It’s time for conversations

Geothermal hot tubs are among Iceland’s most popular places for conversations, and can be found in places busy and isolated. 


I started blogging about internal communication more than ten years ago. Changing The Terms started as a blog in 2014, and as a business last year.

It’s been a great way for me to raise questions and promote challenges to standard internal comms practices.  And, the interaction has been a bit one-way.

Changing The Terms has had 1226 visitors this month.

I know, maybe, who 50 of them are.

So, between now and the IABC World Conference, which starts in Washington on 11 June, I’m going to rest a bit from blogging, and focus on starting real conversations.

Conversations about what I can do to help businesses deliver better outcomes. and about how we can improve future prospects for internal communication more broadly.

If you’d like to start a conversation with me, I’d be delighted.  And if you see my number pop up on your smartphone, don’t be surprised.

[wufoo username=”mklein818″ formhash=”q1ofxmdu1bnolbd” autoresize=”true” height=”520″ header=”show” ssl=”true”]

Live from Iceland has been a series of short blog posts written against the backdrop of Iceland’s amazing scenery and culture, sponsored by Iceland by Helgastina, which offers personal travel planning to this unforgettable place.



Does culture beat talent (in the 90th minute)?

Those who know me well would know that I am an unusually enthusiastic football fan for having come from a country that calls it “soccer.”

So, last week, I was at Paris’ Stade de France, joining my fiancée, stepson, and future father-in-law in the raucous Iceland section as the country’s fierce underdogs slew the Austrians with a 90th minute goal.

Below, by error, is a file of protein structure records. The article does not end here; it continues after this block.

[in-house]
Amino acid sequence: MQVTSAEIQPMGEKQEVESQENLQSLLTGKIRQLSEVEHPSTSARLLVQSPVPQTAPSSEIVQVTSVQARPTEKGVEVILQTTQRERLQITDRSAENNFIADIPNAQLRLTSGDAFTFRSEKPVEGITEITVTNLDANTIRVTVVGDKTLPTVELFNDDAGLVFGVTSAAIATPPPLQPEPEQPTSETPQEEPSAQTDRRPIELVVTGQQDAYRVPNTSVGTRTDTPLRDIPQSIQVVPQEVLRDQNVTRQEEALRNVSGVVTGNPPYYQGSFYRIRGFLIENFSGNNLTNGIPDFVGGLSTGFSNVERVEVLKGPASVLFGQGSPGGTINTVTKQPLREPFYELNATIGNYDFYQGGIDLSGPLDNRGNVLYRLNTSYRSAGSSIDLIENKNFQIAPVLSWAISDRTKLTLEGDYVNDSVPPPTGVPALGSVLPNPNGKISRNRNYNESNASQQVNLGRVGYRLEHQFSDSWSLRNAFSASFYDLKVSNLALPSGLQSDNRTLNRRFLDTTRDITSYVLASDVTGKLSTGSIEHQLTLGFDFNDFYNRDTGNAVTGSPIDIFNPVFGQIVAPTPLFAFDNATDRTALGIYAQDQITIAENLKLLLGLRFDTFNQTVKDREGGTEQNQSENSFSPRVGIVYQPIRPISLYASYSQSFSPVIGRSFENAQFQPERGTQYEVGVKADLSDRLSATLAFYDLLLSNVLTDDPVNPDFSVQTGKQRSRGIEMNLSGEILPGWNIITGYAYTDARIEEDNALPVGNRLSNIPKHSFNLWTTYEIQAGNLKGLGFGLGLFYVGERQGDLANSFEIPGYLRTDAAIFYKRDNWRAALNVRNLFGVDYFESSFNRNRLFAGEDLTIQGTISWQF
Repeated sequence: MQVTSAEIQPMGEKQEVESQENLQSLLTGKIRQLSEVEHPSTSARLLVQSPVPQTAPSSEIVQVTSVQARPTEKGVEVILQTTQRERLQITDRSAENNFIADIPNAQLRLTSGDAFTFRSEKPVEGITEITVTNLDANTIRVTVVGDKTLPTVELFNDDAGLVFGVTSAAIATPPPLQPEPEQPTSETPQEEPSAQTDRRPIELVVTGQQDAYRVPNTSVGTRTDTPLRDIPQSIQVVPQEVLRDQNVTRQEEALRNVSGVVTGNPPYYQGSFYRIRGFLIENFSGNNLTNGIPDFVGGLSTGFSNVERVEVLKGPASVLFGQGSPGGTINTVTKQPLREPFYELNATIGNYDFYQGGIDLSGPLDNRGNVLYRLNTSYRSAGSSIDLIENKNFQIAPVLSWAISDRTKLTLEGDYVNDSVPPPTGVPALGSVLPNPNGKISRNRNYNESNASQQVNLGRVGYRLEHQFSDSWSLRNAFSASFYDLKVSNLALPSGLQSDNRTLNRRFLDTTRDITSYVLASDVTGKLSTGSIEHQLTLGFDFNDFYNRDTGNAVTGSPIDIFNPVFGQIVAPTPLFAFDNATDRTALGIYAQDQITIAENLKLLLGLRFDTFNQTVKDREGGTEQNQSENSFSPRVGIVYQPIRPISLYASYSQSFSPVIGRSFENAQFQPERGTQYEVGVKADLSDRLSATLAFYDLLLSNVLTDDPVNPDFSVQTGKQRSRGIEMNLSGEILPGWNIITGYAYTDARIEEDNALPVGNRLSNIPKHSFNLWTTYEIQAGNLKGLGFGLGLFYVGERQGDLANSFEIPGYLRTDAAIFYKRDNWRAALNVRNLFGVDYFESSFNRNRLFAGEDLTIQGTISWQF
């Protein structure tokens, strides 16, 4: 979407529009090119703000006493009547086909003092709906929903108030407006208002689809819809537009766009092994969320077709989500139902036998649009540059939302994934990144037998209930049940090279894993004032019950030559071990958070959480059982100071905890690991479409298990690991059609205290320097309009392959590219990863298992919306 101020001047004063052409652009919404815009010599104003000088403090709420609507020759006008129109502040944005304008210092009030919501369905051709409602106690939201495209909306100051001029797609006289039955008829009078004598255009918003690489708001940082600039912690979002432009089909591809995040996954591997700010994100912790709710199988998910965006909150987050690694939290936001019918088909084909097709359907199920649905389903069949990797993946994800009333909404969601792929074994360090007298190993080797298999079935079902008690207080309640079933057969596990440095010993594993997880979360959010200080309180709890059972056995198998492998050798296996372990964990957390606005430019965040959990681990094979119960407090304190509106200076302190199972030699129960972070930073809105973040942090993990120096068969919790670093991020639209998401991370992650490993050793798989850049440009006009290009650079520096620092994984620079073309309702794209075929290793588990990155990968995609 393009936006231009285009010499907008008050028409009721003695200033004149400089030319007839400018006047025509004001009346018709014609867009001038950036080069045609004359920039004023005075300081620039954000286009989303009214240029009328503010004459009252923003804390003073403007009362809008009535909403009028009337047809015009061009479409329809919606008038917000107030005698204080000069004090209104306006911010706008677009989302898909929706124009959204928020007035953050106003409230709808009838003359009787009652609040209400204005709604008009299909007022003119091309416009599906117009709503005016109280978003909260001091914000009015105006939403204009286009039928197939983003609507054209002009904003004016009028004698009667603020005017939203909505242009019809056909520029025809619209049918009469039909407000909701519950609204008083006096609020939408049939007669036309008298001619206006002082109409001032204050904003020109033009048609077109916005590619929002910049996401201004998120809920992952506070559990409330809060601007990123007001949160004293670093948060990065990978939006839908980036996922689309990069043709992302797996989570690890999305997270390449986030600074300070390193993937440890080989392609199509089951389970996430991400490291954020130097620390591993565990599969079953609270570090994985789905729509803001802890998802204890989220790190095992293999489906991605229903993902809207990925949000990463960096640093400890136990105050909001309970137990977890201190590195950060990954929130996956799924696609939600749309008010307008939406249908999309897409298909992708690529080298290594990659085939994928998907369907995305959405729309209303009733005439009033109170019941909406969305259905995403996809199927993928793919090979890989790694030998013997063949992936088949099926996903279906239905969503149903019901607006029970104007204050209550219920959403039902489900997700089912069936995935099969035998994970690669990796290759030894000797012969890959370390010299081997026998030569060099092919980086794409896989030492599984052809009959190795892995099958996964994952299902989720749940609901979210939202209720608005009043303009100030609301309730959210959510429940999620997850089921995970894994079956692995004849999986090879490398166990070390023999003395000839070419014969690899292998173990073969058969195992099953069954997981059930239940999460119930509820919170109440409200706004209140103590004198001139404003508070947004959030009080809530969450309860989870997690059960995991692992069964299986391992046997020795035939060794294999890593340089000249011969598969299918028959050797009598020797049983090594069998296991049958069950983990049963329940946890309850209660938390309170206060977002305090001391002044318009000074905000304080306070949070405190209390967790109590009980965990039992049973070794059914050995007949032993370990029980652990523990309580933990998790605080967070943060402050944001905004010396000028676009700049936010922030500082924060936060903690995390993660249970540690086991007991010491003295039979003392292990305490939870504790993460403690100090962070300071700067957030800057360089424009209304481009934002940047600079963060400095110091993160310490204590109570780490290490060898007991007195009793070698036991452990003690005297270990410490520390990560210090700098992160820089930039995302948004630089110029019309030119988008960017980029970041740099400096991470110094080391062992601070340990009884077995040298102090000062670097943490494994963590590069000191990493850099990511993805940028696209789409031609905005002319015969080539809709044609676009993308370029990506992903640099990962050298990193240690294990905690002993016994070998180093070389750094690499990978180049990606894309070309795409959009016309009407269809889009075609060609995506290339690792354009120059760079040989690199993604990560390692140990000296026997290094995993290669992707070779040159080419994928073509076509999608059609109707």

What does this have to do with business communication?

In the working world, one is often reminded of the Peter Drucker quote: “Culture eats strategy for breakfast.”

Looking at Iceland’s performances, and also at last season’s ascendancy of unheralded Leicester City to the championship of the English Premier League, I am left with a slightly different question: “Does culture beat talent in the 90th minute?”

The business world continues its years-long “war for talent.”  But Iceland’s ability to deliver earth-shaking results with unheralded players raises some interesting questions about whether talent is prized (and priced) excessively relative to other potential performance drivers:

  • What is the value of team continuity and connectivity? – a hallmark of Iceland’s performances involved frequent, precise passing enabled by familiarity with each player’s pace and positioning patterns
  • What about team spirit?: does a lack of superstars and close connections with the fan (“customer”) base produce more engaged and less selfish performances?
  • Does manager autonomy enable better performance?: With fewer than 100 registered professional players in the 330,000-population country, Iceland Manager Lars Lagerbeck faces very little grief from the media about tactics or player selection.  Outgoing England Manager Roy Hodgson faced continual pressure from the media and the fan base for tactical changes following weak performances, and continuous agitation for the inclusion of rising stars and the deletion of older or less consistent players.
  • How do they do that “Viking” War Chant?  Watch here.

To be fair, there are some levelling factors in international football that need to be taken into account:  each team can only have 11 players on the field and countries can only field their own nationals.  But if teams like Iceland and Leicester can win with smaller talent pools and few if any superstars, how can enterprises connect and mobilize their current staffs in ways that can better help them win?